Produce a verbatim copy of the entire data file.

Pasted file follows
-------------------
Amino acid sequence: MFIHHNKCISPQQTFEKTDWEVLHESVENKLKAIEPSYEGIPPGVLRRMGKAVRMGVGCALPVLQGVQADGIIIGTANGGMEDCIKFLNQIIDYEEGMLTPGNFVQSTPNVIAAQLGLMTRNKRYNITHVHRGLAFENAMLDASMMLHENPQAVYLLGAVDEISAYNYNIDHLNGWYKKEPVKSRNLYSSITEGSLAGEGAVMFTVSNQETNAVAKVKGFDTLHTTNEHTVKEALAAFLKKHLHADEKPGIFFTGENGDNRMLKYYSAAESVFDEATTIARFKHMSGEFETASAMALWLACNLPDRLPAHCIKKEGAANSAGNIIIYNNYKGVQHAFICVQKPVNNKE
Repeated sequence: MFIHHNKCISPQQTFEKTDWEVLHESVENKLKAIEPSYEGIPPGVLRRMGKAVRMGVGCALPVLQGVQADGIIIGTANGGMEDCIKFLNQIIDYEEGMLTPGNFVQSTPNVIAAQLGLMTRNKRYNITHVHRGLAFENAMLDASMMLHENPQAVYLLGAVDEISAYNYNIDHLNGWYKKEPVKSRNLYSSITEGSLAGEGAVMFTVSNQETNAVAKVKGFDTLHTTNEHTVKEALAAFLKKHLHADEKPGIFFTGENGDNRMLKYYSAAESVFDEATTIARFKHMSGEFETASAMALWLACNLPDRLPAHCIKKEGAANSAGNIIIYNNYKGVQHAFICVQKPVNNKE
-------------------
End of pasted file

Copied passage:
Amino acid sequence: MFIHHNKCISPQQTFEKTDWEVLHESVENKLKAIEPSYEGIPPGVLRRMGKAVRMGVGCALPVLQGVQADGIIIGTANGGMEDCIKFLNQIIDYEEGMLTPGNFVQSTPNVIAAQLGLMTRNKRYNITHVHRGLAFENAMLDASMMLHENPQAVYLLGAVDEISAYNYNIDHLNGWYKKEPVKSRNLYSSITEGSLAGEGAVMFTVSNQETNAVAKVKGFDTLHTTNEHTVKEALAAFLKKHLHADEKPGIFFTGENGDNRMLKYYSAAESVFDEATTIARFKHMSGEFETASAMALWLACNLPDRLPAHCIKKEGAANSAGNIIIYNNYKGVQHAFICVQKPVNNKE
Repeated sequence: MFIHHNKCISPQQTFEKTDWEVLHESVENKLKAIEPSYEGIPPGVLRRMGKAVRMGVGCALPVLQGVQADGIIIGTANGGMEDCIKFLNQIIDYEEGMLTPGNFVQSTPNVIAAQLGLMTRNKRYNITHVHRGLAFENAMLDASMMLHENPQAVYLLGAVDEISAYNYNIDHLNGWYKKEPVKSRNLYSSITEGSLAGEGAVMFTVSNQETNAVAKVKGFDTLHTTNEHTVKEALAAFLKKHLHADEKPGIFFTGENGDNRMLKYYSAAESVFDEATTIARFKHMSGEFETASAMALWLACNLPDRLPAHCIKKEGAANSAGNIIIYNNYKGVQHAFICVQKPVNNKE